'The Gallows': Film Review

The Gallows Still - H 2015
Courtesy of Warner Bros. Pictures

The Gallows Still - H 2015

Fails to generate any suspense.

This low-budget teen horror movie about a jinxed high-school play is told in the popular "found footage" style.

Once there was a certain novelty to horror films in the “found footage” mode, supposedly shot with amateur video cameras rather than professional equipment. The Blair Witch Project launched the trend, and since then we’ve seen Cloverfield, the Paranormal Activity franchise and many other examples. So The Gallows is not going to win any prizes for originality. Any film that tries to revive this technique needs a clever story or unusual filmmaking ingenuity to stand out from the crowd. The Gallows has neither. It has enough mild scares to captivate the under-25 crowd, and the budget was obviously bargain basement. So Warners can’t lose money on this release.

First-time filmmakers Chris Lofing and Travis Cluff present most of this story as if it had been caught on cellphones, though they actually shot with a variety of cameras designed to have the right grainy look. Anyone prone to vertigo should avoid the film, since the dizzying handheld shots, mainly in very dark rooms, are not exactly a pleasure to watch.

The story itself is not unpromising. Twenty years ago, during a high school production of a play called “The Gallows,” a freak accident led to the young lead actor being killed onstage. Now, for rather unconvincing reasons, the school decides to mount this jinxed production again. But someone is clearly seeking revenge for what happened 20 years earlier.

This revenge plot kicks in when three popular high school kids decide to sneak into the school auditorium on the night before the premiere to destroy the set. Their plans go awry when they are trapped in a locked auditorium with all phone lines down. A fourth student, the lead actress in the play, also joins them as they seek to escape from an unseen visitor who seems determined to wipe them out, one by one.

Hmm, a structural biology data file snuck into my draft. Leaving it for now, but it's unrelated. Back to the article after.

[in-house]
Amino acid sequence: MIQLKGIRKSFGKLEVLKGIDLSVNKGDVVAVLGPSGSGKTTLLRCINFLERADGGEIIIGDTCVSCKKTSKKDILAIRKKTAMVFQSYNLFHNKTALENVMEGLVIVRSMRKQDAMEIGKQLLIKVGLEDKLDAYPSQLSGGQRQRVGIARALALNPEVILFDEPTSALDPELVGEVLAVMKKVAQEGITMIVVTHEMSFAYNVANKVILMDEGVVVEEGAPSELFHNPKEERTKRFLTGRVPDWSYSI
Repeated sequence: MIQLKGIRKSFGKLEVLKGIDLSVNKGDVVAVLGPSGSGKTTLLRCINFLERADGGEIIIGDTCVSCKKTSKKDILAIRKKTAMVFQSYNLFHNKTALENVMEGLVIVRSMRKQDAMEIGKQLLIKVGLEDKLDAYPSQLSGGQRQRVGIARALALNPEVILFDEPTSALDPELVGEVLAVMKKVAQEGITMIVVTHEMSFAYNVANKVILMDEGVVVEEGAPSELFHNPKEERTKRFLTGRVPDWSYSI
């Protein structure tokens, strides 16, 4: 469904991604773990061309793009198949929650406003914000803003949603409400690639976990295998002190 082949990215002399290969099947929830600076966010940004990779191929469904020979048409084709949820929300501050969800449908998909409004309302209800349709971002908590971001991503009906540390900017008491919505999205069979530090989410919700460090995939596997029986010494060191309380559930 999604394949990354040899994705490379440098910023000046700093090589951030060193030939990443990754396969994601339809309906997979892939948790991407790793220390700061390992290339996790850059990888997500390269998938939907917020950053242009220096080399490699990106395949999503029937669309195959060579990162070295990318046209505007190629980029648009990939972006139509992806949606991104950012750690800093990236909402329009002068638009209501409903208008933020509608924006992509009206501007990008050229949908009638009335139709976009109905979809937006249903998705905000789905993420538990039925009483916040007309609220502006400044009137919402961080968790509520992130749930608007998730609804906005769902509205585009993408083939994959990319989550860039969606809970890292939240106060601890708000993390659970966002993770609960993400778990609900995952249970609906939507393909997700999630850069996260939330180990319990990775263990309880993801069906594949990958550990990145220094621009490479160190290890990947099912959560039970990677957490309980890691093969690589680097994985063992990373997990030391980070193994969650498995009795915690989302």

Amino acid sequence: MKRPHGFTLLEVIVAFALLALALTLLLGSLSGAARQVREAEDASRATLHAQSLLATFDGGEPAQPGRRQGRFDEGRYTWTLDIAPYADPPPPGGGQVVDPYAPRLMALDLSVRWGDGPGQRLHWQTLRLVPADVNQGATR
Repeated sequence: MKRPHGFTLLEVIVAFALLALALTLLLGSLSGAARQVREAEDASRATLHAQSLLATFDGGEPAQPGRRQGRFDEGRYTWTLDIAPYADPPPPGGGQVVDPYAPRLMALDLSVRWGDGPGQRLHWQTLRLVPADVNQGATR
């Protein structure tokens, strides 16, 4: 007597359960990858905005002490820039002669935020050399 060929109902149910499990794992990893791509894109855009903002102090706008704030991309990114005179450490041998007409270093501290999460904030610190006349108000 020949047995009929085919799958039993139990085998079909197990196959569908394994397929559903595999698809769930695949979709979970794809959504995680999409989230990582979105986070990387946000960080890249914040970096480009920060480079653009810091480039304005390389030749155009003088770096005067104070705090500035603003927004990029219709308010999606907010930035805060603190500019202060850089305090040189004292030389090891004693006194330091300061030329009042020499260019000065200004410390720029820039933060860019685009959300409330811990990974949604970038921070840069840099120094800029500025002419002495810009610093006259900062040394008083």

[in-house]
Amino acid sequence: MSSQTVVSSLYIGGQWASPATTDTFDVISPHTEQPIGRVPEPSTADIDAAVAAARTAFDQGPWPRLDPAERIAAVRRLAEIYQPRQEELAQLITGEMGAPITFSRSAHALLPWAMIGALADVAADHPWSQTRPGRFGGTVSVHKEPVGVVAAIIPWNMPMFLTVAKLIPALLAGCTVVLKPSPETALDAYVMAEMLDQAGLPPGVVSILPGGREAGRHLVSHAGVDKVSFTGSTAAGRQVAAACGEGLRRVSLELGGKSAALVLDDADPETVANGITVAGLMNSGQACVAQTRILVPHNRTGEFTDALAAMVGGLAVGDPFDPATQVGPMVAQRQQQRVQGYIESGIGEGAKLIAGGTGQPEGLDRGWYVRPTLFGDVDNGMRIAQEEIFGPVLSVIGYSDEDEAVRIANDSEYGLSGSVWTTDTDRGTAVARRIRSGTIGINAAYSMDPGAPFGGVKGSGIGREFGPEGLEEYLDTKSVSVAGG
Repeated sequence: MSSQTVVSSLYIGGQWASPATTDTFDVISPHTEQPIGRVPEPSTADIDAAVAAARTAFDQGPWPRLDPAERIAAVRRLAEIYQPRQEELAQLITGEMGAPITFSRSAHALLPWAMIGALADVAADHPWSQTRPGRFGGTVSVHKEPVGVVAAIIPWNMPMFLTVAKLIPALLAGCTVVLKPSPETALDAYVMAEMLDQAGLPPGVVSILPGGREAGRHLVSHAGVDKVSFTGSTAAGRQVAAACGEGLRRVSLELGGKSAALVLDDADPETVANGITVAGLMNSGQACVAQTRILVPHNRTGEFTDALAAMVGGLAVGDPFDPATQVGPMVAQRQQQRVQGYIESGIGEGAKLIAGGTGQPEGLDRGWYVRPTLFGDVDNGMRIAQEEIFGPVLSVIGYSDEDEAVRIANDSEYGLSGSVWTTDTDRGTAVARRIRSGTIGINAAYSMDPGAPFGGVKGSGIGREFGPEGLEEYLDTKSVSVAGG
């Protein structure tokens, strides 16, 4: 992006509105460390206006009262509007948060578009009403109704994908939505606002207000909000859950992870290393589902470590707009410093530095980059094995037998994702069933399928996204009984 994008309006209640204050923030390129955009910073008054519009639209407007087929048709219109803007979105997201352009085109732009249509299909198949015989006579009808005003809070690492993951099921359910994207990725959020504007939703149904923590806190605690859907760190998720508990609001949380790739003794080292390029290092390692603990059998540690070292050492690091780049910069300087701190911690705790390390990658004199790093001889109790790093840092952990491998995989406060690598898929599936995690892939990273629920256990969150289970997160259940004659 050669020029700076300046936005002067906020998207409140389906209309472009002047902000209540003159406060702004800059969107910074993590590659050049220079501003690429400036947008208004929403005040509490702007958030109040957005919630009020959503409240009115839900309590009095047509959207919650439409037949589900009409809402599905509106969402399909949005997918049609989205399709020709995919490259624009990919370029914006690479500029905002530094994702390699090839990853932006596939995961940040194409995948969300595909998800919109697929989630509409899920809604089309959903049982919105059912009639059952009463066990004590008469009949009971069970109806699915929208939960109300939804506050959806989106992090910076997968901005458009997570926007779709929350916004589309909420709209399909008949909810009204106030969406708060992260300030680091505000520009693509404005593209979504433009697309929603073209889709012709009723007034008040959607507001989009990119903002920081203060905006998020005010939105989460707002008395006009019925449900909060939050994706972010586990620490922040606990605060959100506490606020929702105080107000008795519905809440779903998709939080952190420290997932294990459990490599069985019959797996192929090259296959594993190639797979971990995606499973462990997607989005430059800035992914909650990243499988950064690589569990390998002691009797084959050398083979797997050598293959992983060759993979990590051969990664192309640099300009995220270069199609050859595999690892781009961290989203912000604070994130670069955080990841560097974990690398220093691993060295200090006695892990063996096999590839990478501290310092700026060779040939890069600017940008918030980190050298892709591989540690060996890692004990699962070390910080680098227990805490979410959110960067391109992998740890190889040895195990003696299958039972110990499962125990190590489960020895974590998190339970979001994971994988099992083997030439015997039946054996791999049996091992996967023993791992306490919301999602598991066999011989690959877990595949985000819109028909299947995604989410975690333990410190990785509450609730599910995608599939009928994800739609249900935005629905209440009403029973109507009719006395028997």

Since the kids’ decision to sabotage the production seems to have been a last-minute whim, it’s hard to believe that all of the mayhem could have been so well orchestrated, unless a supernatural force is at work. Even granting that possibility, there are too many plot holes. And the deliberately slipshod camera style limits the possibility of terror. A couple of shots are suitably creepy, like a shadowy figure, noose in hand, slowly sneaking up on the head cheerleader. The effective sound design by Brandon Jones does compensate for the visual monotony, but this can only go so far in scaring viewers.

There’s also a problem in terms of audience identification. Two of the kids — the videographer Ryan (Ryan Shoos) and the cheerleader Cassidy (Cassidy Gifford) — are insensitive, fairly hateful teens in the mold of those who tormented poor Carrie (in arguably the best teen horror movie ever made) 40 years ago, so we don’t care about them when they are attacked. The other two are more sympathetic, but they turn out to have unexpected connections to the original castmembers from 20 years ago.

The lead actors, who all have the same first names as the characters they play, are appealing, but we can’t quite judge their talent on the basis of these one-dimensional roles. Similarly, the filmmakers might do better if offered a bigger budget, but it’s hard to make any confident predictions based on this cheesy offering.

Production company: New Line Cinema, Blumhouse
Cast: Reese Mishler, Pfeifer Brown, Ryan Shoos, Cassidy Gifford, Travis Cluff, Price Morgan

Director-screenwriters: Chris Lofing, Travis Cluff
Producers: Jason Blum, Guymon Casady, Dean Schnider, Benjamin Forkner, Chris Lofing, Travis Cluff
Executve producers: Dave Neustadter, Walter Hamada, Couper Samuelson, Brad Jacobson, Steven Imhoff, Steven Hrdlicka, Debbie Hrdlicka
Director of photography: Edd Lukas
Production designer: Stephanie Hass
Costume designer: Nicki Stewart Jessica Peter
Editor: Chris Lofing
Music: Zach Lemmon, 10K Islands
Sound designer: Brandon Jones

Rated R, 80 minutes